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Policing overview: In Slovenia, the main law enforcement agency is the National Police, an independent body within the framework of the Ministry of the Interior.

National Police

1. Functions and missions
2. Structure and organization
3. Staff data
4. Education / Training
5. Oversight

1. Functions and missions 
The Slovenian Police is tasked to safeguard the country’s constitution and democratic political system, human rights, fundamental freedoms and societal values. The work of the police is based on respect for, and enforcement of, legal order, as well as relevant European and international conventions. 

Pursuant to the 1998 Law on Police, the National Police:

  • protects citizens’ lives, personal safety and property; 

  • prevents, detects and investigates penal acts and minor offences, arresting offenders and, if necessary, extraditing them;

  • maintain public order;

  • control and regulate traffic on roads and waterways;

  • protect and control state borders;

  • perform tasks defined in the regulations on foreigners;

  • protect certain persons, bodies, buildings and districts; and

  • protect certain work places and the secrecy of information of state bodies, if not otherwise defined by law.

2. Structure and organization 
As an independent body within the framework of the Ministry of the Interior, the Slovenian National Police performs tasks on three levels: national, regional and local. 
Organizationally, it is composed of General and Regional Police Directorates, as well as local police stations. Headquarters are located in Ljubljana. 

At the state level, the General Police Directorate consists of nine directorates, headed by a Director General. There are 11 regions in Slovenia, each under the jurisdiction of a police directorate while locally there are 106 police stations carrying out policing duties and accountable to the regional police directorate. 

While the General and Regional Police Directorates perform the regulative, co-ordinating and supervisory functions at their respective levels, local police stations safeguard civil security at the local level and actually carry out more than 90% of all policing tasks. 

Managerially, the Director General of the Police is also the manager of the General Police Directorate who co-ordinates, directs and supervises the overall work, ensuring the legitimate performance of police tasks, issuing regulations and decrees and ensuring compliance with pertinent laws and regulations.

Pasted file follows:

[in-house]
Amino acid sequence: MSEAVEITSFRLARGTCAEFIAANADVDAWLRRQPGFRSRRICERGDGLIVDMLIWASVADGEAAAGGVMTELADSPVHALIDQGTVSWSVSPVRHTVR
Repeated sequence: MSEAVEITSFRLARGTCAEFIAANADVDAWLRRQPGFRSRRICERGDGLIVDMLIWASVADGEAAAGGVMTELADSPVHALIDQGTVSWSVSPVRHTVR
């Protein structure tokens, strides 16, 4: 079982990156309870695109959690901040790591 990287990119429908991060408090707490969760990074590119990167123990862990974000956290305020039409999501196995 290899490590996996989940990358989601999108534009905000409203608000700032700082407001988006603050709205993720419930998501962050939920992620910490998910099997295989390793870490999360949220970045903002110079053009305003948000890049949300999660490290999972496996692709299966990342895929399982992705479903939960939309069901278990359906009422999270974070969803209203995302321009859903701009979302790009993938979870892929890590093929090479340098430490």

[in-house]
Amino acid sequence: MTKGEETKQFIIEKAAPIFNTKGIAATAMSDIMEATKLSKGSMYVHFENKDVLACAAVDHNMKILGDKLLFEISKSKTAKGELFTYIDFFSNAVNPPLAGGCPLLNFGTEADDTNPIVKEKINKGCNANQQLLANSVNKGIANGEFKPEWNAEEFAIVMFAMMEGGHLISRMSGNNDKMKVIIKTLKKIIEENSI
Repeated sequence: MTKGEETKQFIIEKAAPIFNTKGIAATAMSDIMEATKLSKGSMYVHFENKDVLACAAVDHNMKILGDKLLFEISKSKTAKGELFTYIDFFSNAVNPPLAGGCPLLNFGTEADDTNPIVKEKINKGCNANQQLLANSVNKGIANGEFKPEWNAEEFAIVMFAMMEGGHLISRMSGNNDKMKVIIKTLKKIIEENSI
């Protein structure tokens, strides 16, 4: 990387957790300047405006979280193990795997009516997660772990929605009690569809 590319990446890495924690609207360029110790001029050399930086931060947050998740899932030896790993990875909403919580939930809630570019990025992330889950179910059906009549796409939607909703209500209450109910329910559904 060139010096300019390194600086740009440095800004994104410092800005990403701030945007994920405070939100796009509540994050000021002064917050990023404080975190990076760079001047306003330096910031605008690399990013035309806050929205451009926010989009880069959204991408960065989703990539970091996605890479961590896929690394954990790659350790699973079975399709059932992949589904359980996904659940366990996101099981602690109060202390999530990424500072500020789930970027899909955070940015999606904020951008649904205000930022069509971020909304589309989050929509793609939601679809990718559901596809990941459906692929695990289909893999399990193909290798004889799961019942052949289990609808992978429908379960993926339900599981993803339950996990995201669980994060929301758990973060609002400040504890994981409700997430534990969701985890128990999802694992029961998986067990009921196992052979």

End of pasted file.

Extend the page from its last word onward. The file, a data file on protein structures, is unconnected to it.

3. Staff data 
As of 2006, there were about 9,000 police personnel, the majority of them uniformed officers, in addition to others (e.g. criminologists, special unit staff) employed by the National Police. There are 44.3 police officers per 10,000 inhabitants in Slovenia and their average age is 33.

4. Education / Training
The Slovenian Police Academy was established in Tacen, near the capital Ljubljana, in April 2000. One of nine directorates and the only institute in Slovenia that provides education for the police, it offers residential and training facilities for about 400 students. 

The Police Academy comprises a:

  • Police College: two-year study programme to become a police inspector;

  • Police High School: recruitment training lasting 18 months, which can be commenced upon completion of any four-year secondary school. During basic training, two terms are spent in school and the rest at police stations;

  • Training and Education Centre: organization of specialized training courses at the Academy and at other locations in Slovenia. The Academy also cooperates with various police training institutions abroad;

  • Training and Education Division Gotenica;

  • Service Dogs Training Division;

  • Auxiliary Police Officers' Training Centre;

  • Support Division

The majority of the Police Academy’s staff hold university degrees. For more information, please see the Links section.

5. Oversight
Citizens’ initiatives, proposals and complaints to and about the police are viewed as a form of public monitoring of police work and an incentive for professionalism in police work. In case of complaints, a Senate composed of three members (i.e. chairman, public representative and Police Union representative) evaluates the substance and renders a binding decision.

In addition to such external controls, the Police itself controls the legitimacy, professionalism and quality of work performed. Being a hierarchic, three-level organization, the internal management control mechanisms also work on several levels: the General Police Directorate supervises the work of police directorates, which in turn supervise the work of police stations. 

The Office of the Director General of the Police, which manages all issues related to its functions and competencies, is composed of four divisions as follows: supervision; complaints; internal security and assistance; and systems analysis and international co-operation. For more information, please see the Links section.

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